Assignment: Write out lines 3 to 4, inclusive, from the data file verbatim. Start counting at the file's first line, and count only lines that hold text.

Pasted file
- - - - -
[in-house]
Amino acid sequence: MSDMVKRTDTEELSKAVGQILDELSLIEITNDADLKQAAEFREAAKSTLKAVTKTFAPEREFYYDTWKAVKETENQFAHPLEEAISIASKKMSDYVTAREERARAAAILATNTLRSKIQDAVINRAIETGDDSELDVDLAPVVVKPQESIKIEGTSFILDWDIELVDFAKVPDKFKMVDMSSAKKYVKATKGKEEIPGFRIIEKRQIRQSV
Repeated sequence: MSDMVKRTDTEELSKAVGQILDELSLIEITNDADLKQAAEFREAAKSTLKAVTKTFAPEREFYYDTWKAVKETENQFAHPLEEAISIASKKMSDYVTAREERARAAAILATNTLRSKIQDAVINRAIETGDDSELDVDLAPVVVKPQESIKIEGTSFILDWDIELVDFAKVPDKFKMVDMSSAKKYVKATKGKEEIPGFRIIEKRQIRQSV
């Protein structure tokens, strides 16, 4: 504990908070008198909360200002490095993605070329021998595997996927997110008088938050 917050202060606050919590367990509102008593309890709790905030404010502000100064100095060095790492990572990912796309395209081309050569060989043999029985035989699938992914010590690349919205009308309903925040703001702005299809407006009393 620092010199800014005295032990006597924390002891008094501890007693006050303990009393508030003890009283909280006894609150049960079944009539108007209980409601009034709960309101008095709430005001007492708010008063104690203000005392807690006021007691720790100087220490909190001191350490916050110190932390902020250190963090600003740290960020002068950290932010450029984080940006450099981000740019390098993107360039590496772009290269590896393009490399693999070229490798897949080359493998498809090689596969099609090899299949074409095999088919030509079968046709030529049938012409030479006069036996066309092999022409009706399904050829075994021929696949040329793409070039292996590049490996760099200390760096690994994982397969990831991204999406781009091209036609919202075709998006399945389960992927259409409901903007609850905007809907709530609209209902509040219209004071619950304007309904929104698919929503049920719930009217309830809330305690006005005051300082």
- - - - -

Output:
Repeated sequence: MSDMVKRTDTEELSKAVGQILDELSLIEITNDADLKQAAEFREAAKSTLKAVTKTFAPEREFYYDTWKAVKETENQFAHPLEEAISIASKKMSDYVTAREERARAAAILATNTLRSKIQDAVINRAIETGDDSELDVDLAPVVVKPQESIKIEGTSFILDWDIELVDFAKVPDKFKMVDMSSAKKYVKATKGKEEIPGFRIIEKRQIRQSV
């Protein structure tokens, strides 16, 4: 504990908070008198909360200002490095993605070329021998595997996927997110008088938050 917050202060606050919590367990509102008593309890709790905030404010502000100064100095060095790492990572990912796309395209081309050569060989043999029985035989699938992914010590690349919205009308309903925040703001702005299809407006009393 620092010199800014005295032990006597924390002891008094501890007693006050303990009393508030003890009283909280006894609150049960079944009539108007209980409601009034709960309101008095709430005001007492708010008063104690203000005392807690006021007691720790100087220490909190001191350490916050110190932390902020250190963090600003740290960020002068950290932010450029984080940006450099981000740019390098993107360039590496772009290269590896393009490399693999070229490798897949080359493998498809090689596969099609090899299949074409095999088919030509079968046709030529049938012409030479006069036996066309092999022409009706399904050829075994021929696949040329793409070039292996590049490996760099200390760096690994994982397969990831991204999406781009091209036609919202075709998006399945389960992927259409409901903007609850905007809907709530609209209902509040219209004071619950304007309904929104698919929503049920719930009217309830809330305690006005005051300082």